Newspaper article International New York Times

War on Graft Takes Aim at 'Sport for Millionaires' ; in Xi's China, Golf Is Seen as a Vice That Promotes 'Unclean Behavior'

Newspaper article International New York Times

War on Graft Takes Aim at 'Sport for Millionaires' ; in Xi's China, Golf Is Seen as a Vice That Promotes 'Unclean Behavior'

Article excerpt

President Xi Jinping's crackdown on corruption has a new target: the popular capitalist pastime of golf, derided by Mao as a rich man's game.

President Xi Jinping's crackdown on vice and corruption in China has gone after drugs, gambling, prostitution, ill-gotten wealth and overflowing banquet tables. Now it has turned to a less obvious target: golf.

In a flurry of recent reports, state-run news outlets have depicted the sport as yet another temptation that has led Communist Party officials astray. A top official at the Commerce Ministry is under investigation on suspicion of allowing an unidentified company to pay his golf expenses. The government has shut down dozens of courses across the country built in violation of a ban intended to protect China's limited supplies of water and arable land.

And in the southern province of Guangdong, home to the world's largest golf facility, the 12-course Mission Hills Golf Club, party officials have been forbidden from golfing during work hours "to prevent unclean behavior and disciplinary or illegal conduct."

The provincial anticorruption agency has set up a hotline for reporting civil servants who violate nine specific regulations, including prohibitions on betting on golf, playing with people connected to one's job, traveling on golf-related junkets or holding positions on the boards of golf clubs.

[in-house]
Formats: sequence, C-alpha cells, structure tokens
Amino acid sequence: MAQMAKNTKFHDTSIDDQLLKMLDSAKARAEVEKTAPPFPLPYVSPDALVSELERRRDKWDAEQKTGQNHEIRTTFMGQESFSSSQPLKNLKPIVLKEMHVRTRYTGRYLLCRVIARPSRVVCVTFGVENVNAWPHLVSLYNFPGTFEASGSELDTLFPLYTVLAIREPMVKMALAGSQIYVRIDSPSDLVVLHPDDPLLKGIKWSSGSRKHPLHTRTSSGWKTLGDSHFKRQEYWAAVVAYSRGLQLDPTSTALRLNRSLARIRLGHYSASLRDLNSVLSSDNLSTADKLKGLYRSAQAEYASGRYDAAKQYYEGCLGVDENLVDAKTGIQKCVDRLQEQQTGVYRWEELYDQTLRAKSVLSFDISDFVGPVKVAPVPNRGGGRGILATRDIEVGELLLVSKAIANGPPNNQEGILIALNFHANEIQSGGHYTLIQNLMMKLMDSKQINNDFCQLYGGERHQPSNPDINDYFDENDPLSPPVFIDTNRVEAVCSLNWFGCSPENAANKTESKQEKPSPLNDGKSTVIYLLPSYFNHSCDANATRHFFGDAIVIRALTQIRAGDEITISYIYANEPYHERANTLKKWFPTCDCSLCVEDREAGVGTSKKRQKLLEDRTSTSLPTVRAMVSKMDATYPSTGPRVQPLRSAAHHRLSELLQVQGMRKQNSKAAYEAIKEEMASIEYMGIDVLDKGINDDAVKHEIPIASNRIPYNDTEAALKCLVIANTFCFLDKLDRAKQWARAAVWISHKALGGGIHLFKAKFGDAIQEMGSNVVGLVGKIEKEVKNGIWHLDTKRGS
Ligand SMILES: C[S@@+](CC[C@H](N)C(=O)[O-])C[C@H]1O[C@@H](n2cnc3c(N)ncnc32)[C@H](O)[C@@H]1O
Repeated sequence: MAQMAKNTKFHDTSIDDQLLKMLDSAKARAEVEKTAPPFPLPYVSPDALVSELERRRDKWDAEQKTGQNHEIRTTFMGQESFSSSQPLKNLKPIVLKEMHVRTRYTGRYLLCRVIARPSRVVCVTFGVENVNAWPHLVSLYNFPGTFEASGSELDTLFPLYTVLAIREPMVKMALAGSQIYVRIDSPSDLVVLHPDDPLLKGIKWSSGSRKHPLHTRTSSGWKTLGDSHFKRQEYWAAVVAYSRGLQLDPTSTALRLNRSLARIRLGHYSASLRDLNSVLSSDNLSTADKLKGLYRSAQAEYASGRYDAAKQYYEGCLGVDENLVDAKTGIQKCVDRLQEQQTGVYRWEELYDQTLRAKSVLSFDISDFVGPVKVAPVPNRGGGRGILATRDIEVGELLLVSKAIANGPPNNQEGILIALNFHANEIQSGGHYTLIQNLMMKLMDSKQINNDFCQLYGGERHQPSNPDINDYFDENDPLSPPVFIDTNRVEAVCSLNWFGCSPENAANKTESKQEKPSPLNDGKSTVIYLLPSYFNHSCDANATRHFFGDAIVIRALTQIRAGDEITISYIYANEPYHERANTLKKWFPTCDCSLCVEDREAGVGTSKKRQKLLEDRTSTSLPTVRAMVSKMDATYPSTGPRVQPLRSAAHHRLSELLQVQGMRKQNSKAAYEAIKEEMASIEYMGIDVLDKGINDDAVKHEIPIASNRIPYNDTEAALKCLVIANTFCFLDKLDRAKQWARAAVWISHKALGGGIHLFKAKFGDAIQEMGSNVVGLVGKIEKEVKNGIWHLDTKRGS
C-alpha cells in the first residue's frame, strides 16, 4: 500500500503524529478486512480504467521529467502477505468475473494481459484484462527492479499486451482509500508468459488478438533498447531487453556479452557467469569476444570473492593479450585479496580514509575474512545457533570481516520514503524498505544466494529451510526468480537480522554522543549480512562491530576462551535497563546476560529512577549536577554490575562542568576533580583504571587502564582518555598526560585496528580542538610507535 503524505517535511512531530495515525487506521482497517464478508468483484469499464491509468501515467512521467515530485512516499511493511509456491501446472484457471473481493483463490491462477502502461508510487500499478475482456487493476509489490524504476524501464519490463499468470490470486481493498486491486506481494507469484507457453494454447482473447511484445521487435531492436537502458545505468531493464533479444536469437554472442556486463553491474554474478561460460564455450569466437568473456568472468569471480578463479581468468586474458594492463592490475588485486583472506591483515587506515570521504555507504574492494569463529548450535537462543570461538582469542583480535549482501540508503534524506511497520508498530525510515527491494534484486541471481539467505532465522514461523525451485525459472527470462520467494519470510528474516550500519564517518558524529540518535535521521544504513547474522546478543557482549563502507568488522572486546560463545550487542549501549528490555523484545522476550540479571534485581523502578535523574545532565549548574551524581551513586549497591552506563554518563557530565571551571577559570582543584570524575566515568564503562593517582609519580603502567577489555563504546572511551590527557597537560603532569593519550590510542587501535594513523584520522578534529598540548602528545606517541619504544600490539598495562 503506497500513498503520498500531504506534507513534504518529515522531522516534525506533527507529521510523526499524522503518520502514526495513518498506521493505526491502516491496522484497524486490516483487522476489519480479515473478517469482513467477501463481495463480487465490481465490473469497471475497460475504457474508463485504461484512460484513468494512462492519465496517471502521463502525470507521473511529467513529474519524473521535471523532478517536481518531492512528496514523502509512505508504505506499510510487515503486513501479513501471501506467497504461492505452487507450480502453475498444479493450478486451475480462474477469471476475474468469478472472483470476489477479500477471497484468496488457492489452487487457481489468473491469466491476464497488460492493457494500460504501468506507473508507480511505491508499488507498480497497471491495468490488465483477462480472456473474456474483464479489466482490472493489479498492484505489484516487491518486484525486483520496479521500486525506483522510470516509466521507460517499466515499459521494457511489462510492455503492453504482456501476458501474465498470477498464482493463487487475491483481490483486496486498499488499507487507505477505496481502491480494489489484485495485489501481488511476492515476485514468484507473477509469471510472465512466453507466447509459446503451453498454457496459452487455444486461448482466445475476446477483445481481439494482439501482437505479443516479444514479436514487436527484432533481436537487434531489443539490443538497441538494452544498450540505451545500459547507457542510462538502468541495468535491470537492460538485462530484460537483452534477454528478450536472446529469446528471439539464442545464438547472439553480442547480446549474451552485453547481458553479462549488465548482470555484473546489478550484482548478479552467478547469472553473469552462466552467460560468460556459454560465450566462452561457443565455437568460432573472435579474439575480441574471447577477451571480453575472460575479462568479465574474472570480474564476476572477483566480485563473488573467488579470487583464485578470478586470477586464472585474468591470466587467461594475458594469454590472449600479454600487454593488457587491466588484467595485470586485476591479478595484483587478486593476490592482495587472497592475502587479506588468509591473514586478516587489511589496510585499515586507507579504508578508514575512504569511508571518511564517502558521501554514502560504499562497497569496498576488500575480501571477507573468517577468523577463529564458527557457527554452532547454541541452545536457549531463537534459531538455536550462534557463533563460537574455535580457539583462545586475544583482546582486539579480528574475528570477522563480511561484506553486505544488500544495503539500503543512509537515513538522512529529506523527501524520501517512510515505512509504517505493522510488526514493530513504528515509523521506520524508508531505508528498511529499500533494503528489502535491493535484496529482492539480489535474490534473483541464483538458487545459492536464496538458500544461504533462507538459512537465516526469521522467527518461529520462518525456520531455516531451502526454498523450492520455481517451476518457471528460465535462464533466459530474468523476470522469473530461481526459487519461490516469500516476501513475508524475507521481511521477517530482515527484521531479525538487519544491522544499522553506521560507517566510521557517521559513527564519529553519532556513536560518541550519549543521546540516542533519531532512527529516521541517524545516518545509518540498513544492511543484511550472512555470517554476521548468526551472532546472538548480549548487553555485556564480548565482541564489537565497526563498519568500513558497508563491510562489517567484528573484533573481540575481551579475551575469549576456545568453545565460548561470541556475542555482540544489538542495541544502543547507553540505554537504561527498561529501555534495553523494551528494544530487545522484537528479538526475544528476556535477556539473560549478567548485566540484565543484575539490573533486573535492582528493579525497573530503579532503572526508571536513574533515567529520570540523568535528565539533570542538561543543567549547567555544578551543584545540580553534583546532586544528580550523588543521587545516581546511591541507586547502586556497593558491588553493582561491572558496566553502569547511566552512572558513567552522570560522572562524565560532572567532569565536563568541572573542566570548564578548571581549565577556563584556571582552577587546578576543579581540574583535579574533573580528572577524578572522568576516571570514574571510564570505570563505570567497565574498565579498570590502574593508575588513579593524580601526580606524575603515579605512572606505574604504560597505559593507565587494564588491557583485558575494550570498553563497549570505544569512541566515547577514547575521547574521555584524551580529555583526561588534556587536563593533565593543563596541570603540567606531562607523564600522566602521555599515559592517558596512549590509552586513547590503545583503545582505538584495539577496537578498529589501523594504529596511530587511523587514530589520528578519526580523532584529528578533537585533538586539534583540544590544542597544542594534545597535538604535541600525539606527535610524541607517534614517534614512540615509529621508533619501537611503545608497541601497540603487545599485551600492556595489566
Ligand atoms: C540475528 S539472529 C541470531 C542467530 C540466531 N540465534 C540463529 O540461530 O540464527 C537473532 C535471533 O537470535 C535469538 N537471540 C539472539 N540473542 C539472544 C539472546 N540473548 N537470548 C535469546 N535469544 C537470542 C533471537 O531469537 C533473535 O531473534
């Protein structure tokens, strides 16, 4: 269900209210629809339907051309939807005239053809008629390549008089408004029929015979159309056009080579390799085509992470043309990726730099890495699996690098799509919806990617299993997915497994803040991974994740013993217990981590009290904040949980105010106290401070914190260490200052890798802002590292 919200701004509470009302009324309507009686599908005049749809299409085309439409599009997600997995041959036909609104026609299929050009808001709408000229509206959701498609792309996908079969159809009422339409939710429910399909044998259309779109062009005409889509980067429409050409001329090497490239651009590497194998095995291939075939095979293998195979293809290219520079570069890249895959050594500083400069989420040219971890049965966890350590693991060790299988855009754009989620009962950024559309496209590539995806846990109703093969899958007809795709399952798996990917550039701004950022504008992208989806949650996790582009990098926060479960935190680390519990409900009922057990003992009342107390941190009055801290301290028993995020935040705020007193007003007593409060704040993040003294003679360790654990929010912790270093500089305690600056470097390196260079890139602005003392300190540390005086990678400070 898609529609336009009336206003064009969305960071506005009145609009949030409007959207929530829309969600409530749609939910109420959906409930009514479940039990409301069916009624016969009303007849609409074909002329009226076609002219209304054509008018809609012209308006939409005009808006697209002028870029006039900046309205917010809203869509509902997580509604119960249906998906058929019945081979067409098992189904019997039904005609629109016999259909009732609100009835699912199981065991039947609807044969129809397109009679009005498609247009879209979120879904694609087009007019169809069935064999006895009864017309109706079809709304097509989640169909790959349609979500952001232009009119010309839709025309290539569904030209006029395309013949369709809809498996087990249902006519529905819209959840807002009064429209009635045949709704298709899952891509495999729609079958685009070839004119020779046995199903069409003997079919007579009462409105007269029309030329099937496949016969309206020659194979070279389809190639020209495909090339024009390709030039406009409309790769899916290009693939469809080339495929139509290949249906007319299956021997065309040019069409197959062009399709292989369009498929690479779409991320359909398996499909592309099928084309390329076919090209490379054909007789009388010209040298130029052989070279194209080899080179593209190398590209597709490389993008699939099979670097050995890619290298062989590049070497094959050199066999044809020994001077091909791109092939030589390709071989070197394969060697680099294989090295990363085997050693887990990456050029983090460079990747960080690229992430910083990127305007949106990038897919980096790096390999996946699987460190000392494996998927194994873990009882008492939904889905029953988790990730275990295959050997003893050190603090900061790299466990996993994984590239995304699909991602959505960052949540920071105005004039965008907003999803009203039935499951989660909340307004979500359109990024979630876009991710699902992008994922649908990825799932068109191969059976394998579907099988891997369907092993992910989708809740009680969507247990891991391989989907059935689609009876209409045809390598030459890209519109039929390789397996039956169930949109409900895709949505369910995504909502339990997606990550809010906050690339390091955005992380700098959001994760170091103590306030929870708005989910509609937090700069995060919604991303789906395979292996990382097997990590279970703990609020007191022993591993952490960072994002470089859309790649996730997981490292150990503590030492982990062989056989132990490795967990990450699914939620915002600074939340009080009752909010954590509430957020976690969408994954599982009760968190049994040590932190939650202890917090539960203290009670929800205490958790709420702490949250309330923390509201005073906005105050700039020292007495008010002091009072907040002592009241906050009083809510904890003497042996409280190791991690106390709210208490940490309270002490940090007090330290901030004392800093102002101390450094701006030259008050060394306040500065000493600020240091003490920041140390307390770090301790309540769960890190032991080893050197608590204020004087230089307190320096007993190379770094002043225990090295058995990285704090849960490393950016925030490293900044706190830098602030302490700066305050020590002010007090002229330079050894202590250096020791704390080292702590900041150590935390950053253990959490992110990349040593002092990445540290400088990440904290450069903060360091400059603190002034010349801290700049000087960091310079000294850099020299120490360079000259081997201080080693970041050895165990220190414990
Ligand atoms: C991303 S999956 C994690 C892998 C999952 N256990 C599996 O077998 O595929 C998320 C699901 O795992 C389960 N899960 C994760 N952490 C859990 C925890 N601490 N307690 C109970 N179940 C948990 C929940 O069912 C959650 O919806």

"Like fine liquor and tobacco, fancy cars and mansions, golf is a public relations tool that businessmen use to hook officials," the newspaper of the party's antigraft agency declared on April 9. "The golf course is gradually changing into a muddy field where they trade money for power."

Dan Washburn, author of "The Forbidden Game: Golf and the Chinese Dream," said the crackdown was not surprising given the game's reputation in China as a capitalist pastime and the extent of Mr. Xi's prolonged campaign against corruption, which has toppled senior party and military leaders.

"This is Xi Jinping's China, and it's clear he's intent on making his mark," Mr. Washburn said. "Everyone's a potential target in this ongoing crackdown on corruption, and golf is a particularly easy and obvious one."

Golf has faced harsh suppression in China before. When the Communist Party came to power in 1949, Mao Zedong condemned the game as a "sport for millionaires," and courses that had been built for foreigners were turned into public parks, zoos and communal farms.

The sport went dormant for three decades before China's first course since the revolution opened in Guangdong in 1984. Now, as many as one million people play the game in China. Though it is popular among members of the wealthy elite -- including party bureaucrats, apparently -- some of China's earliest professional golfers are former workers and farmers who stumbled onto the game.

Huang Wenyi, a onetime construction worker who is now the world's 1,189th-ranked player, thrilled Chinese fans Thursday after he led at the end of the first day of the Shenzhen International, a European Tour-sanctioned event in the southern Chinese city. (He had fallen out of the lead by Friday afternoon.)

Chinese players in their teens and even younger, drilled by parents and coaches with a resolution that rivals that of state-run sports schools, are expected to be strongly represented among the world's top players in coming decades.

The national government banned the construction of new courses in 2004, citing concern over the environmental impact of unrestrained development. But even that did not stop the game's rise. In defiance of the ban, the number of courses in China has grown more than threefold since then, to more than 600 today, according to industry estimates.

Courses were often built as part of luxury housing developments to increase land values and attract rich property investors. …

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